Tag Archives: USS Jimmy Carter (SSN 23)

Submarine updates: USS Albacore found, SSN-23 Turns 18, U-17 Finds a Home

Lots of submarine news broke over the weekend, and all of it deserving of a pause to cover.

USS Albacore found

One of the most successful American subs of WWII, the Gato-class fleet boat USS Albacore (SS-218) was a “war baby,” having been commissioned at Electric Boat on 1 June 1942– the same week as the Battle of Midway– and quickly earning a Presidential Unit Citation and nine battle stars in her own Pacific service. This included officially sinking the highest warship tonnage of any U.S. submarine in history, chalking up the Japanese light cruiser Tenryu (3948 tons), destroyers Oshio (2408 tons) and Sazanam (2080 tons); auxiliary gunboats Heijo Maru (2677 GRT) and Choko Maru No.2 (2629 GRT); aircraft carrier Taiho (29300 tons), minesweeper Eguchi Maru No.3 (198 GRT), and submarine chaser Cha-165 (130 tons).

USS Albacore (SS-218) off the Mare Island Navy Yard, California, 28 April 1944. 19-N-65349

Tragically, Albacore disappeared on her 11th War Patrol in late 1944. As noted by DANFS:

Albacore left Pearl Harbor on 24 October, topped off her fuel tanks at Midway on 28 October, and was never heard from again. According to Japanese records captured after the war, a submarine assumed to be Albacore struck a mine very close to the shore off northeastern Hokkaido on 7 November. A Japanese patrol boat witnessed the explosion of a submerged submarine and saw a great deal of heavy oil, cork, bedding, and food supplies rise to the surface. On 21 December, Albacore was assumed to have been lost. Her name was struck from the Navy list on 30 March 1945.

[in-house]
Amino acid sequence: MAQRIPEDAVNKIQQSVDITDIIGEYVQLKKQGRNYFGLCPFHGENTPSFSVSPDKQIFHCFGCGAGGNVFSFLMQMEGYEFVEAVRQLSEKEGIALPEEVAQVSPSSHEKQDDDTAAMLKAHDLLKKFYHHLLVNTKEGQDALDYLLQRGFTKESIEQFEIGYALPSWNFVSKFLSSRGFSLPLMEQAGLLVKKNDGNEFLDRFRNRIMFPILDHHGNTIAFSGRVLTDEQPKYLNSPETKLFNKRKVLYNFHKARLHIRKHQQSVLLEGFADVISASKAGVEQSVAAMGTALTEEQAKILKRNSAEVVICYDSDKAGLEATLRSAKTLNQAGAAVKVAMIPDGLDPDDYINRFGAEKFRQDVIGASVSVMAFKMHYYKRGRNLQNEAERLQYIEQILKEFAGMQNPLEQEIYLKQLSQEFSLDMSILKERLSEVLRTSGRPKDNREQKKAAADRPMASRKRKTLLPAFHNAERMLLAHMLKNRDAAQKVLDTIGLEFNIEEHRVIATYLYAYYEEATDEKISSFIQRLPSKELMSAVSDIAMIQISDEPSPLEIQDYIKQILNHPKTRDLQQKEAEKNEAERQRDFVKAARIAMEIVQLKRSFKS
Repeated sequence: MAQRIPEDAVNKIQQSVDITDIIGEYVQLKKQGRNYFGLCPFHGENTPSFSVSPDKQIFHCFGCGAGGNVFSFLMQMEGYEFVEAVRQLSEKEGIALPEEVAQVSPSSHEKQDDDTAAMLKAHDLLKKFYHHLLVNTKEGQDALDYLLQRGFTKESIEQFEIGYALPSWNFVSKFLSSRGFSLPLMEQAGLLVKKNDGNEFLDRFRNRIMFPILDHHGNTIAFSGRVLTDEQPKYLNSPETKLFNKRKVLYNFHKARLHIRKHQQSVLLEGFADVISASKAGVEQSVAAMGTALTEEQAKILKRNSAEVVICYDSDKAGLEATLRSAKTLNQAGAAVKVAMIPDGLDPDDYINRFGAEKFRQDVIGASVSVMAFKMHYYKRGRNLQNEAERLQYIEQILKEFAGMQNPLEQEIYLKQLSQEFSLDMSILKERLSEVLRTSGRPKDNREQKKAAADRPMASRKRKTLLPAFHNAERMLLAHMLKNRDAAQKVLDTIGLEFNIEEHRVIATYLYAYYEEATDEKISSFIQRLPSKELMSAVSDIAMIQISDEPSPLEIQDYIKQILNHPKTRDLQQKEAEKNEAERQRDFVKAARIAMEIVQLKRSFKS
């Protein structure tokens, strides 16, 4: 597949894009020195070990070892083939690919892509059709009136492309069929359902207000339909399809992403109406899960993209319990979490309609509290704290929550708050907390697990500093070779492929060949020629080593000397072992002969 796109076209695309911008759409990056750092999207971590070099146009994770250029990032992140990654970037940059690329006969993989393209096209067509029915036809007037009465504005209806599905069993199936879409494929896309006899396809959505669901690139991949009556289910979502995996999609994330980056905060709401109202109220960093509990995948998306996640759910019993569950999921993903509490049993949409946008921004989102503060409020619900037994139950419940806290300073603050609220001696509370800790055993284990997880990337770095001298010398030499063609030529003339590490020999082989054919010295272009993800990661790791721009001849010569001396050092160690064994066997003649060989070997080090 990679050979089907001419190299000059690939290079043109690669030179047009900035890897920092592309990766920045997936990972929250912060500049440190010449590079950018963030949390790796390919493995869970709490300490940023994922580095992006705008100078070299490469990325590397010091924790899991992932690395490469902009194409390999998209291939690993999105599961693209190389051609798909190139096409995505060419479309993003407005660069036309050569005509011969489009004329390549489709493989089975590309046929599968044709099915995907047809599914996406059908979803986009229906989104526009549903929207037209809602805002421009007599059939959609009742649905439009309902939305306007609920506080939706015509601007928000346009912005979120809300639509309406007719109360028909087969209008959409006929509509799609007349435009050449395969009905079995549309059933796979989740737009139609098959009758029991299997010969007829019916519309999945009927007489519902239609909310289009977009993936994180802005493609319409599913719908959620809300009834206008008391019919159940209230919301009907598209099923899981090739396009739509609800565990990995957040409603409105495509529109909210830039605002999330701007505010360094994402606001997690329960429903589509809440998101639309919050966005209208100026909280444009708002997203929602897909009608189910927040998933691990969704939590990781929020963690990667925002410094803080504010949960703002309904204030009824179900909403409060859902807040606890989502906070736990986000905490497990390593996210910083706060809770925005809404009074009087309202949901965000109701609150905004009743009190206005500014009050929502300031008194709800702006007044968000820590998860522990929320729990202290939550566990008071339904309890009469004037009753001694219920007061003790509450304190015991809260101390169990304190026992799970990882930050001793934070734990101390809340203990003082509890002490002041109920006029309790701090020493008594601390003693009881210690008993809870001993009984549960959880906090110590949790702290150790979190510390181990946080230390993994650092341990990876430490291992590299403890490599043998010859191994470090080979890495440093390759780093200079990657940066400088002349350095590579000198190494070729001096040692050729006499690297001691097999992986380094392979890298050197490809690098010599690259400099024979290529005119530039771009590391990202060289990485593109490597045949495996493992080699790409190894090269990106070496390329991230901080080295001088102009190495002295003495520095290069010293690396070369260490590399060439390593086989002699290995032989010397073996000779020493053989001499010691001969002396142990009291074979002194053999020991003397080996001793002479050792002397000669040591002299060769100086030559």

Well, she has been officially marked located by the Naval History and Heritage Command, who confirmed the identity of a wreck discovered by a Japanese team last year off Hokkaidō in waters about 4 miles east of Hakodate as Albacore, based on documented modifications made to her prior to her last patrol.

A screenshot of the wreck site USS Albacore (SS 218). which was lost at sea Nov. 7, 1944. Indications of documented modifications made to Albacore prior to her final patrol such as the presence of an SJ Radar dish and mast, a row of vent holes along the top of the superstructure, and the absence of steel plates along the upper edge of the fairwater allowed Naval History and Heritage Command to confirm the wreck site finding as Albacore. Screenshot captured from video courtesy of Dr. Tamaki Ura, from the University of Tokyo.


NHHC’s Underwater Archaeology Branch (UAB) used information and imagery provided by Dr. Tamaki Ura, from the University of Tokyo, to confirm the identity of Albacore, which was lost at sea Nov. 7, 1944.

“As the final resting place for Sailors who gave their life in defense of our nation, we sincerely thank and congratulate Dr. Ura and his team for their efforts in locating the wreck of Albacore,” said NHHC Director Samuel J. Cox, U.S. Navy rear admiral (retired). “It is through their hard work and continued collaboration that we could confirm Albacore’s identity after being lost at sea for over 70 years.”

Japanese records originating from the Japan Center for Asian Historical Records (JACAR) covering the loss of an American submarine on Nov. 7, 1944, guided Dr. Ura’s missions. The location mentioned in the records matched a separate ongoing effort by UAB volunteers to establish the location of the shipwreck.